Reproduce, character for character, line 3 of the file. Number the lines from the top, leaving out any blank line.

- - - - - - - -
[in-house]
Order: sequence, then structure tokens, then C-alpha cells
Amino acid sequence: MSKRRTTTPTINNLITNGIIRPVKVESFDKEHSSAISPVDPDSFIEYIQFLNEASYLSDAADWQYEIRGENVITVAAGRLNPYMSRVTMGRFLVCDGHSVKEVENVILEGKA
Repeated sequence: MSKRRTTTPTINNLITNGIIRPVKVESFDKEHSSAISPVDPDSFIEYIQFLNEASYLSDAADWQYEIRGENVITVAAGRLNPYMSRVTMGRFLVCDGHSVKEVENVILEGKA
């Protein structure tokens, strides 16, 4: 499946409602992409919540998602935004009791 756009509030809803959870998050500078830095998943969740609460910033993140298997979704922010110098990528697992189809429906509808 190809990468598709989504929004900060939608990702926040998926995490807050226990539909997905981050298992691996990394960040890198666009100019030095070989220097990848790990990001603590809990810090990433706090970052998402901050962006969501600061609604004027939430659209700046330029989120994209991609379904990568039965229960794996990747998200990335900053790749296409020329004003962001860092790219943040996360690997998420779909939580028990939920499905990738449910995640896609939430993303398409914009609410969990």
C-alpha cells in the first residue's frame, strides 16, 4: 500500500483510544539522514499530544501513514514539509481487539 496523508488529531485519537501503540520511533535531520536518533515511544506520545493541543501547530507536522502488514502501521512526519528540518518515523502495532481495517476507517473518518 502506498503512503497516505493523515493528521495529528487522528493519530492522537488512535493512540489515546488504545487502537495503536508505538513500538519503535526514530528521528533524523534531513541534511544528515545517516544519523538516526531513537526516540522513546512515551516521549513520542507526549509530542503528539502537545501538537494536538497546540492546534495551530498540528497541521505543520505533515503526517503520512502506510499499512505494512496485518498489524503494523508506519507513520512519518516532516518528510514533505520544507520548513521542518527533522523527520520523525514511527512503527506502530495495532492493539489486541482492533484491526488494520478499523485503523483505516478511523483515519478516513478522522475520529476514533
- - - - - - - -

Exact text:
Amino acid sequence: MSKRRTTTPTINNLITNGIIRPVKVESFDKEHSSAISPVDPDSFIEYIQFLNEASYLSDAADWQYEIRGENVITVAAGRLNPYMSRVTMGRFLVCDGHSVKEVENVILEGKA